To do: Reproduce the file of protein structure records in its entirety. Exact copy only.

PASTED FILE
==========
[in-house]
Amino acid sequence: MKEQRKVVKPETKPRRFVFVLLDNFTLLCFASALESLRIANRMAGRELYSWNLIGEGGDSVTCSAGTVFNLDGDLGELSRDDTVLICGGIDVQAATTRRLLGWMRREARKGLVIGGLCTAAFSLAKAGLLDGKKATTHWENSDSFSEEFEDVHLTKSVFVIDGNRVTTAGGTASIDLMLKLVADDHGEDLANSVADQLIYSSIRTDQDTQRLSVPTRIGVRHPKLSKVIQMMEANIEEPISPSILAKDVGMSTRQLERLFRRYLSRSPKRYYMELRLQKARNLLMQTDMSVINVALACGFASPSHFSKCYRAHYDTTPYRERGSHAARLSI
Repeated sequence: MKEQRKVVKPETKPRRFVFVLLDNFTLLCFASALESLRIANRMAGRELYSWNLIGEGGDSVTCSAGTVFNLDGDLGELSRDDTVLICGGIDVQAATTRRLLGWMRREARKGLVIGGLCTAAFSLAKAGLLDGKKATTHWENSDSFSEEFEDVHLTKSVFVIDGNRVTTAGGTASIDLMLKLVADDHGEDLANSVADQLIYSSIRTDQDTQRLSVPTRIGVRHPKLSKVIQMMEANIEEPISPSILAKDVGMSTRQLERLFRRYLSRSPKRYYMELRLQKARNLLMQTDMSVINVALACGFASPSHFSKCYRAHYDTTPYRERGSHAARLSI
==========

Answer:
[in-house]
Amino acid sequence: MKEQRKVVKPETKPRRFVFVLLDNFTLLCFASALESLRIANRMAGRELYSWNLIGEGGDSVTCSAGTVFNLDGDLGELSRDDTVLICGGIDVQAATTRRLLGWMRREARKGLVIGGLCTAAFSLAKAGLLDGKKATTHWENSDSFSEEFEDVHLTKSVFVIDGNRVTTAGGTASIDLMLKLVADDHGEDLANSVADQLIYSSIRTDQDTQRLSVPTRIGVRHPKLSKVIQMMEANIEEPISPSILAKDVGMSTRQLERLFRRYLSRSPKRYYMELRLQKARNLLMQTDMSVINVALACGFASPSHFSKCYRAHYDTTPYRERGSHAARLSI
Repeated sequence: MKEQRKVVKPETKPRRFVFVLLDNFTLLCFASALESLRIANRMAGRELYSWNLIGEGGDSVTCSAGTVFNLDGDLGELSRDDTVLICGGIDVQAATTRRLLGWMRREARKGLVIGGLCTAAFSLAKAGLLDGKKATTHWENSDSFSEEFEDVHLTKSVFVIDGNRVTTAGGTASIDLMLKLVADDHGEDLANSVADQLIYSSIRTDQDTQRLSVPTRIGVRHPKLSKVIQMMEANIEEPISPSILAKDVGMSTRQLERLFRRYLSRSPKRYYMELRLQKARNLLMQTDMSVINVALACGFASPSHFSKCYRAHYDTTPYRERGSHAARLSI